Checking “the box” on every job and housing application to indicate that you have been charged with a misdemeanor in the past is a haunting reality for many Americans. Even committing a small, nonviolent crime can be damning to one’s livelihood years after their conviction.
Picture Tom, an otherwise upstanding guy who is caught with a few grams of marijuana—his first criminal charge ever. He’s now facing a misdemeanor with heavy fines. Although he poses no threat to the rest of society, he may also face jail time. In this situation, the penalty is far more damaging to his life than the small amount of cannabis ever could have been. Yet, due to the current laws, Tom is threatened with a harsh punishment.
This situation happens over and over to first-time offenders across the nation. Taxpayers suffer the burden of maintaining a jail population while offenders suffer the consequences of a dumb decision they made. What if there was another answer for how to handle low-level, nonviolent crime—something that provided a winning solution for each stakeholder in the game?
Fortunately, there is one possible solution, and some places have already started to implement the new approach: civil citations.
Rather than charging people with a crime the first time they break the law for a minor offense involving no violence, alleged offenders may not be charged at all. Instead, they’re given a fine and a requirement to participate in a diversion program related to the crime committed. If the crime was drug-related, for example, they would partake in a health and safety course about drugs.
Florida implemented a civil citation program for juveniles, a demographic that accounted for for a majority of all arrests in the state. Now, instead of arresting kids and setting their life up for failure because of one mistake, each kid is given a second chance. Since implementation, not only have recidivism rates decreased, but the average savings per civil citation given is over $4,000. This program could easily be expanded for adult misdemeanor charges.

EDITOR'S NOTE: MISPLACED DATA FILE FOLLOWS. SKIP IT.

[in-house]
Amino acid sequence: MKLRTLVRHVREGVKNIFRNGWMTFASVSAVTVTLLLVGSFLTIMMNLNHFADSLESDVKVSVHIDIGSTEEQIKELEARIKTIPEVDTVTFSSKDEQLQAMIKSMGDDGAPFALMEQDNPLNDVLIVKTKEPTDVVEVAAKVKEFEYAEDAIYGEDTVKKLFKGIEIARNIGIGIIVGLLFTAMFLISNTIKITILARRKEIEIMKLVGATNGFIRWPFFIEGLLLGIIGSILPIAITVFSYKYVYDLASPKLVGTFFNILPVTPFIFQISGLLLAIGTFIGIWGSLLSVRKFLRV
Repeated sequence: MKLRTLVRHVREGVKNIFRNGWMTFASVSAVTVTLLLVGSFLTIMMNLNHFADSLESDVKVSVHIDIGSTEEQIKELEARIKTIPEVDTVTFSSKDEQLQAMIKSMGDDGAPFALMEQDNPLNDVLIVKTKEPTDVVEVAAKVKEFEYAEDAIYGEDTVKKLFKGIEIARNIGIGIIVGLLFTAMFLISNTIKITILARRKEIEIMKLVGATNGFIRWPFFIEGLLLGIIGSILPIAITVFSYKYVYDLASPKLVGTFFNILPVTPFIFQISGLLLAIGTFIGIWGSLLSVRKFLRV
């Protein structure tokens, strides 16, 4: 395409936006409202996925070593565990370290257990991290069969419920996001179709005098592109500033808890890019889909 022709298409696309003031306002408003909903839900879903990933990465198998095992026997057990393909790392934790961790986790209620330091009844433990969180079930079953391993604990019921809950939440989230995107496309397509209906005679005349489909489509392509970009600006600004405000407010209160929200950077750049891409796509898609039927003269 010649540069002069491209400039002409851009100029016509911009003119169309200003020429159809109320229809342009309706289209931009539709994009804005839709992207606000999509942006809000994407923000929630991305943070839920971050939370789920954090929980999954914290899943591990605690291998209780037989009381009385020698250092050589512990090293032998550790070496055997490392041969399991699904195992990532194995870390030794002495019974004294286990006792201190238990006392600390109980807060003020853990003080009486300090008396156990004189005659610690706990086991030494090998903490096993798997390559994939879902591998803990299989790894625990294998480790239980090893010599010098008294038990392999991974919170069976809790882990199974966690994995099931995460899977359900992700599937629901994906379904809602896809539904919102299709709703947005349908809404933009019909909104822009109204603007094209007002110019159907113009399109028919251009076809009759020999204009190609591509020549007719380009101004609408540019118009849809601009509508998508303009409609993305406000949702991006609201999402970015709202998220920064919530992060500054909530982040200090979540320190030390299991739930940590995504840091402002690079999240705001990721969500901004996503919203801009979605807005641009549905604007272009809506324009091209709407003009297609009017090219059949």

First-time offenders who are given a civil citation can prevent major financial losses by avoiding jail time and a criminal record. Instead, they will be participating in an educational rehabilitation course that won’t continue to be a dark shadow which follows them for years to come. Society benefits from this arrangement by saving taxpayer dollars from being wasted on a jail stay for a peaceful person.
A first-time encounter with the criminal justice system is hopefully also the last. But under the current methods of crime and punishment, people are set up for future failure and recidivism. This is a problem nationwide, and Utah is not an exception. Many who are released from jail or prison have a hard time finding employment which leads some to turn to crime to make a living. This lands them back in the slammer, and the criminal cycle is thus repeated.
If the ultimate goal of our criminal justice system is to ensure public safety, then locking up peaceful lawbreakers who pose no threat to others is probably not the best idea.
Civil citations would provide officers with an alternative tool to enforce the law here in Utah. Giving officers the discretion to give someone a partial break for their first offense would be extremely beneficial for taxpayers, first-time offenders, and the security of all Utahns.